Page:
Looking ahead, Mr. Gaurav said any attempt to regulate cryptocurrencies
ought to first look at the exchanges, as that is where the transactions are
Insolvency and Bankruptcy bill tabled in Lok sabha
The government has introduced the Insolvency and Bankruptcy Code
(Amendment) Bill, 2017 in Lok Sabha.
The Bill, introduced by Finance Minister Arun Jaitley, aims, among other
things, to prohibit wilful defaulters and those associated with
non-performing assets (NPAs) from regaining control of the defaulting
company / stressed assets through the backdoor in the garb of a ‘resolution
The Bill seeks to repeal and replace the IBC (Amendment) Ordinance, 2017
as well as proposes to make certain modifications to the Ordinance (that was
promulgated by the President Ram Nath Kovind last month).
::Science and Tech::
Dubbed a paradise on earth, the Indonesian island has become an embarrassing
Bali’s palm-fringed Kuta beach has long been a favourite with tourists
seeking sun and surf, but nowadays its golden shoreline is disappearing
under a mountain of garbage.
Plastic straws and food packaging are strewn between sunbathers, while
surfers bobbing behind the waves dodge waste flushed out from rivers or
brought in by swirling currents.
Often dubbed a paradise on earth, the Indonesian holiday island has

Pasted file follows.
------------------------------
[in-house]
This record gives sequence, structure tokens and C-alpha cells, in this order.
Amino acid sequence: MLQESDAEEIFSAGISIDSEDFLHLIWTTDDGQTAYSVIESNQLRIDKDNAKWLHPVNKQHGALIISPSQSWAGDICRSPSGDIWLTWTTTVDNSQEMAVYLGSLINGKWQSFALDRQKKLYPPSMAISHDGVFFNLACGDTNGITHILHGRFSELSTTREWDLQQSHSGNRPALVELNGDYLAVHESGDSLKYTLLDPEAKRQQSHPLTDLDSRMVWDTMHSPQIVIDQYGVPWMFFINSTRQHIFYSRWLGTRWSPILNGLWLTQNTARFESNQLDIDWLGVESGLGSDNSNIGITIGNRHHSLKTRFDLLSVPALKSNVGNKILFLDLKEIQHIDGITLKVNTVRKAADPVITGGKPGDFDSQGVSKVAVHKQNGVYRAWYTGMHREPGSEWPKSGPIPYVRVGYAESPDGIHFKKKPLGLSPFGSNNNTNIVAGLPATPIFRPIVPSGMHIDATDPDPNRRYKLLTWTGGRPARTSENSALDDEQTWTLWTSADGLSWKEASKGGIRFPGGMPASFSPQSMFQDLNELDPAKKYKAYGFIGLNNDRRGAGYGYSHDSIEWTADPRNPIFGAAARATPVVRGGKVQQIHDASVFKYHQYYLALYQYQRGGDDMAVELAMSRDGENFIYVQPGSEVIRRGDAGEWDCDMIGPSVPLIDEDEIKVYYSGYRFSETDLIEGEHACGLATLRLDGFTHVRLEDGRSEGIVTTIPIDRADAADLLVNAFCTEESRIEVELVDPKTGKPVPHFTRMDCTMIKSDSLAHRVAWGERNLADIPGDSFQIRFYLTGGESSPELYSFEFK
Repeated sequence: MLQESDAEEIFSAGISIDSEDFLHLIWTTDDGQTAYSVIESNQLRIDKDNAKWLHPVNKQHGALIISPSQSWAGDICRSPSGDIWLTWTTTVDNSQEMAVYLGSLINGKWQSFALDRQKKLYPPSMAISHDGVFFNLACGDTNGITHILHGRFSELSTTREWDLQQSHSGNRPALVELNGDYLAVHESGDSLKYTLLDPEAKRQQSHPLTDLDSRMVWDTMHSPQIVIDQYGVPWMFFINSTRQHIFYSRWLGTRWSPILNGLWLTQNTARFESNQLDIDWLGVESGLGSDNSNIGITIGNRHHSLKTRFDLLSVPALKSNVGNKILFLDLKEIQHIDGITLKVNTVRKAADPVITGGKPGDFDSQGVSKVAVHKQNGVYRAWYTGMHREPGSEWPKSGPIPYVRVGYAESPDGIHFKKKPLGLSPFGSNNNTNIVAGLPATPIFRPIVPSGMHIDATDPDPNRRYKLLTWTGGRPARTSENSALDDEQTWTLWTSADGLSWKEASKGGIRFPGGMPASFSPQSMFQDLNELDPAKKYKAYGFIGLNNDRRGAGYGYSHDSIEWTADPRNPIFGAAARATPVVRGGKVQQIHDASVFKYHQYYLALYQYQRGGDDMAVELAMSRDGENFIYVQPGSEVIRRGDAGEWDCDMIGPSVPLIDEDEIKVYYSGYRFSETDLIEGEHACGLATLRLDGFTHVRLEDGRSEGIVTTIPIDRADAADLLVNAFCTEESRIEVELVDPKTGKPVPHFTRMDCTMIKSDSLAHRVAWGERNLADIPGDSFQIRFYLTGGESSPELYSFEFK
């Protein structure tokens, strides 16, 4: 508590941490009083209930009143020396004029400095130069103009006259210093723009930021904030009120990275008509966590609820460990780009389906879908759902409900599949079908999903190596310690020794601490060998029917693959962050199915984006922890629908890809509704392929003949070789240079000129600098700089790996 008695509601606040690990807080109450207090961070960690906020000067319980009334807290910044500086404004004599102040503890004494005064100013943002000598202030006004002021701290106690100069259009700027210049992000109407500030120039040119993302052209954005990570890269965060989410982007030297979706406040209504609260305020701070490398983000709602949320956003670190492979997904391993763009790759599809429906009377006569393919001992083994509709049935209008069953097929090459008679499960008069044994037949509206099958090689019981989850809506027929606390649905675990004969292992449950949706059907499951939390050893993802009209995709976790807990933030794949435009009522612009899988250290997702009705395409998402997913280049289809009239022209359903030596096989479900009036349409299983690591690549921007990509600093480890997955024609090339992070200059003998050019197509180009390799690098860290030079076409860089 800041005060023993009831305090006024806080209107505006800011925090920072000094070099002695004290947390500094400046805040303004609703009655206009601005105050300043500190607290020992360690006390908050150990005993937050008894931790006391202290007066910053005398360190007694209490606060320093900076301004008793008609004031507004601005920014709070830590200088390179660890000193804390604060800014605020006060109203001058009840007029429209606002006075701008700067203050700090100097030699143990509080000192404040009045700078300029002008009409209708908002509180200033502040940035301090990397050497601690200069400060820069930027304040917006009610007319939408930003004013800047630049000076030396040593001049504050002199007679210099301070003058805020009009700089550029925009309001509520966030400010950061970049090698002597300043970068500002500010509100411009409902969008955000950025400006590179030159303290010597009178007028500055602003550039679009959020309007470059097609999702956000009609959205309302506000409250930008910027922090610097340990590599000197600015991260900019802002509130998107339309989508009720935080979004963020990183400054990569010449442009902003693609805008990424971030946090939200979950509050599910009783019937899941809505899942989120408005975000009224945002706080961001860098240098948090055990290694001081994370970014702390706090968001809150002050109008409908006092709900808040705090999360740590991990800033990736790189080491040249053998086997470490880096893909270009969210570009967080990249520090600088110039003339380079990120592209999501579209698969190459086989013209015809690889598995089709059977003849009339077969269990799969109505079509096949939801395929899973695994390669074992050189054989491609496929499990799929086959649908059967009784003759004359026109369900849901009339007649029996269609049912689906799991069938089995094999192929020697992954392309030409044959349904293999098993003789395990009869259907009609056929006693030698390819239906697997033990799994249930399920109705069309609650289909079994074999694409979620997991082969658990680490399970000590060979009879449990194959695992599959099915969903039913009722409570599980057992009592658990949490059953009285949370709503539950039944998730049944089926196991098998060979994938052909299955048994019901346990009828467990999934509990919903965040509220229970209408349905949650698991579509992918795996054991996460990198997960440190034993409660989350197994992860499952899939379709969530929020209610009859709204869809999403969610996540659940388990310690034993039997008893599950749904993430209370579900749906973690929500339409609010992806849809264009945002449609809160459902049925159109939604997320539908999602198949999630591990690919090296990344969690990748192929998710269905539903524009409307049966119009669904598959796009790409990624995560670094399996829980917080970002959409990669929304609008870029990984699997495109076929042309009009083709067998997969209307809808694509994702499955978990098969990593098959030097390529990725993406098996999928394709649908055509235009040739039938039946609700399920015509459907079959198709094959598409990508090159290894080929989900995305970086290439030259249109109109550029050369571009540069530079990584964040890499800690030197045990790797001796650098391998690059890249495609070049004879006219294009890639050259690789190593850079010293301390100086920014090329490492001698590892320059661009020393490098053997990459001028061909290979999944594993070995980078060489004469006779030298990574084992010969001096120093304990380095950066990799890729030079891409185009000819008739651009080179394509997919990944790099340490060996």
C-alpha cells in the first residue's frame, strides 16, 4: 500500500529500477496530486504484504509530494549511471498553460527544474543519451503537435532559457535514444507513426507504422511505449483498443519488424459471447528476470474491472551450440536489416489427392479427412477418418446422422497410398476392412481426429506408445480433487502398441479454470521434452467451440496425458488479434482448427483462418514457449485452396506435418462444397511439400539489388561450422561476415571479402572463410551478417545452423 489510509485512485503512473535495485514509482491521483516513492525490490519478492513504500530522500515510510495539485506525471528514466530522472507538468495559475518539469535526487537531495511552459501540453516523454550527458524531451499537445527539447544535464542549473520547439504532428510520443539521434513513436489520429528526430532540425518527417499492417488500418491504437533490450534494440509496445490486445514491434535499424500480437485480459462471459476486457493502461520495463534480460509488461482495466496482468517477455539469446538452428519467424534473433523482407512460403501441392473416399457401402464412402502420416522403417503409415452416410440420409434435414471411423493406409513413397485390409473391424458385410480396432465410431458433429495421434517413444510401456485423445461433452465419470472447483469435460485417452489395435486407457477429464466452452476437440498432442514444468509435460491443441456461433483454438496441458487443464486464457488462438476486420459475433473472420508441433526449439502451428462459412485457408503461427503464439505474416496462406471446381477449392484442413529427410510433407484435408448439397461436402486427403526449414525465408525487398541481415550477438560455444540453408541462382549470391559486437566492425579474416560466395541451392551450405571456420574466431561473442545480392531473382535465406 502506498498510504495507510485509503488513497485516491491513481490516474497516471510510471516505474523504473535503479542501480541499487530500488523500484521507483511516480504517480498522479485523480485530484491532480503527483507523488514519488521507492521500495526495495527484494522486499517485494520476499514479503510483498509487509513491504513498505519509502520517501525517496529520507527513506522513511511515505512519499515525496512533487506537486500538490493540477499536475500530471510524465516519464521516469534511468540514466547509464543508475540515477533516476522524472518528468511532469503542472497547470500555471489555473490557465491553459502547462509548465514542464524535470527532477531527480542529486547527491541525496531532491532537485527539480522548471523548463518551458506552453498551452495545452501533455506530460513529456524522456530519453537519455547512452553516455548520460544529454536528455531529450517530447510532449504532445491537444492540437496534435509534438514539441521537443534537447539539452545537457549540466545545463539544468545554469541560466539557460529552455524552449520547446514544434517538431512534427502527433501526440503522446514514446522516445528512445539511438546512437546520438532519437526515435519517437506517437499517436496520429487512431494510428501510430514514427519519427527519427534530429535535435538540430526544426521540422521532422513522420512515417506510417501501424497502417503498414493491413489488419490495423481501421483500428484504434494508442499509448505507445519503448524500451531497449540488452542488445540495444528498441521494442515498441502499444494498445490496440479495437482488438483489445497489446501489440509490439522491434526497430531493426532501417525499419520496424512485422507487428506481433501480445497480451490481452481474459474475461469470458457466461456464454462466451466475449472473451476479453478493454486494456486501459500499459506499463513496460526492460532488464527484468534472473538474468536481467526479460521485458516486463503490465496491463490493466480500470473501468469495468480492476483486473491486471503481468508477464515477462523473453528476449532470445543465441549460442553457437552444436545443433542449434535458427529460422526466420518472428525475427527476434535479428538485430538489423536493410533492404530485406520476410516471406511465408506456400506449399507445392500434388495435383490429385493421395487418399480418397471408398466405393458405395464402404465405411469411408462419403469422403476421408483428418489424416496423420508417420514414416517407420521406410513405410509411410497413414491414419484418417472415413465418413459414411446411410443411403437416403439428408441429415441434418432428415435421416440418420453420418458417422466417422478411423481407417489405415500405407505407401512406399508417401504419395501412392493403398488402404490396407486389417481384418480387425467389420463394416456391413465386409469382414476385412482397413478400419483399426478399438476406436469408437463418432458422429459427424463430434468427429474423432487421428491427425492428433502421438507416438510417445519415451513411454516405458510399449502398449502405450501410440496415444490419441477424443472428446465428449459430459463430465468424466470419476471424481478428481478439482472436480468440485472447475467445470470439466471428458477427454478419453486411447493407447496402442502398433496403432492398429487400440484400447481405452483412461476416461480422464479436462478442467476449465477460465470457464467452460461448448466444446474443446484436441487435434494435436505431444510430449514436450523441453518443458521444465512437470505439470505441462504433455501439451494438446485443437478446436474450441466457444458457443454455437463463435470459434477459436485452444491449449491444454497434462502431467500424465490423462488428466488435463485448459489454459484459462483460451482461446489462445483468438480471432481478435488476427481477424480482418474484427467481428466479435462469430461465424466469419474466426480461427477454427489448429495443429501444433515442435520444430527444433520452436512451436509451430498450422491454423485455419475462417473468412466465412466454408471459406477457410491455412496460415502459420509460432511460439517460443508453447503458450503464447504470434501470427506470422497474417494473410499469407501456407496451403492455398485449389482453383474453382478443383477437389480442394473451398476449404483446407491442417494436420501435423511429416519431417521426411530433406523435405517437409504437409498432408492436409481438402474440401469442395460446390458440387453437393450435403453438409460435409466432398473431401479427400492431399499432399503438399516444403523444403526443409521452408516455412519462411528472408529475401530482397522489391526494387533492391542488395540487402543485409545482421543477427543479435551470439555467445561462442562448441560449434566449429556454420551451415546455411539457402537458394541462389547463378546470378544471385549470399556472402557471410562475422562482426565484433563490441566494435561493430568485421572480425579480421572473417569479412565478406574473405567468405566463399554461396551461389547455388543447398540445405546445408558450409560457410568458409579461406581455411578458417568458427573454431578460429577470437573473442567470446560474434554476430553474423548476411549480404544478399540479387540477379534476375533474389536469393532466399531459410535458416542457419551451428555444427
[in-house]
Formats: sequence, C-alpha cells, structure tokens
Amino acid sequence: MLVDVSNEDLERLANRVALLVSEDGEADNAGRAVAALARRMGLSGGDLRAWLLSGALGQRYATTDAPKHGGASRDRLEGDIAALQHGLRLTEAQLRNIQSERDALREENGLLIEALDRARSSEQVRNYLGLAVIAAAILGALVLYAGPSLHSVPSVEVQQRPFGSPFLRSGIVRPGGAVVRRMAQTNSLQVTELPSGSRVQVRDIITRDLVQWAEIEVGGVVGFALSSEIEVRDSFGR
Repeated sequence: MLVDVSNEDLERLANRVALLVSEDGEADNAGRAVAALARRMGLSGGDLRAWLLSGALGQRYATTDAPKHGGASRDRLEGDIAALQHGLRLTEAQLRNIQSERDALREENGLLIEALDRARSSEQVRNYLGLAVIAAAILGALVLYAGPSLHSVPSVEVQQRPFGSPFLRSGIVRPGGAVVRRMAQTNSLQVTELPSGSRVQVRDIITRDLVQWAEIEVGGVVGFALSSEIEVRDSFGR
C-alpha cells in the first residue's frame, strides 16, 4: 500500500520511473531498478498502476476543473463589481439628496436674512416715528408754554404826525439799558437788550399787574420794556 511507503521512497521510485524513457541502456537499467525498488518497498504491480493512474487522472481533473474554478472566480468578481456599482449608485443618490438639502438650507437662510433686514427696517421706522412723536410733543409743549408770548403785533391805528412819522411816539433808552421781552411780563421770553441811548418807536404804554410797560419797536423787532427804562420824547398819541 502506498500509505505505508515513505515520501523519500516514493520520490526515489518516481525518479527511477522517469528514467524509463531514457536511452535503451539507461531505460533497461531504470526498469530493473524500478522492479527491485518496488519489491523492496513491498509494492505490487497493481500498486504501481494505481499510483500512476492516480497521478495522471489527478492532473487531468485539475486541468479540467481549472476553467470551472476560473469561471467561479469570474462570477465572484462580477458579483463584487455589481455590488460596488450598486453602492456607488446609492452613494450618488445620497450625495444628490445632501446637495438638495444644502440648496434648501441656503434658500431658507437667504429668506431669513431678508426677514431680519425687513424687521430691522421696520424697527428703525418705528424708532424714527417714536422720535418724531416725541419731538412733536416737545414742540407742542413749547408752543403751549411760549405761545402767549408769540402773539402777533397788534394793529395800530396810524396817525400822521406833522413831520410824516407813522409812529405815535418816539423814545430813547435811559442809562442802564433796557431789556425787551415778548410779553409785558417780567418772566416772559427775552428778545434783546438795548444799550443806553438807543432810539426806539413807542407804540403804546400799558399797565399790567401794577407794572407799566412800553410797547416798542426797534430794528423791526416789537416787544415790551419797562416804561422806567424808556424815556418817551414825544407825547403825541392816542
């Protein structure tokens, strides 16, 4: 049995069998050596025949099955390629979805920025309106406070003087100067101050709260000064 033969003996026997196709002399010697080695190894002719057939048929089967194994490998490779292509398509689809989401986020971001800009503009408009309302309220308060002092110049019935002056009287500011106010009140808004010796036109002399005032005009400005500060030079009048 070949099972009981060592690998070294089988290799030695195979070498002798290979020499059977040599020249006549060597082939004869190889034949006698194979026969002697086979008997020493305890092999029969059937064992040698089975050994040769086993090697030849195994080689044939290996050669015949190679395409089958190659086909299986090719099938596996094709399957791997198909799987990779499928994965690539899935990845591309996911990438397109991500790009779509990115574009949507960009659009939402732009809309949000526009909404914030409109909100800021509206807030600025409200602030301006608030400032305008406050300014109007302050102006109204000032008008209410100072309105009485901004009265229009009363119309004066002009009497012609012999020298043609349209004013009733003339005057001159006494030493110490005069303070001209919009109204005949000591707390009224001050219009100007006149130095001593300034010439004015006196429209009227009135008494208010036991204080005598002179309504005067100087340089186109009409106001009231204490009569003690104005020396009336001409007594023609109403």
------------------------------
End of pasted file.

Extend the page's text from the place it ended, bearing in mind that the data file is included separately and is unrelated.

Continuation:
become an embarrassing poster child for the country’s trash problem.
The archipelago of more than 17,000 islands is the world’s second
biggest contributor to marine debris after China, and a colossal 1.29
million metric tons is estimated to be produced annually by Indonesia.
The waves of plastic flooding into rivers and oceans have been causing
problems for years — clogging waterways in cities, increasing the risk of
floods, and injuring or killing marine animals who ingest or become trapped
by plastic packaging.
The problem has grown so bad that officials in Bali last month declared
a “garbage emergency” across a six-kilometre stretch of coast that included
popular beaches Jimbaran, Kuta and Seminyak.
Officials deployed 700 cleaners and 35 trucks to remove roughly 100 tons
of debris each day to a nearby landfill.
Bali’s rubbish problem is at its worst during the annual monsoon season,
when strong winds push marine flotsam onto the beach and swollen rivers wash
rubbish from riverbanks to the coast.
Indonesia is one of nearly 40 countries that are part of U.N.
Environment’s Clean Seas campaign, which aims to halt the tide of plastic
trash polluting the oceans.
As part of its commitment, the government has pledged to reduce marine
plastic waste by 70% by 2025. It plans to boost recycling services, curb the
use of plastic bags, launch clean-up campaigns and raise public awareness.
Still, the scale of the problem facing Indonesia is huge, due to its
population of more than 250 million and poor waste processing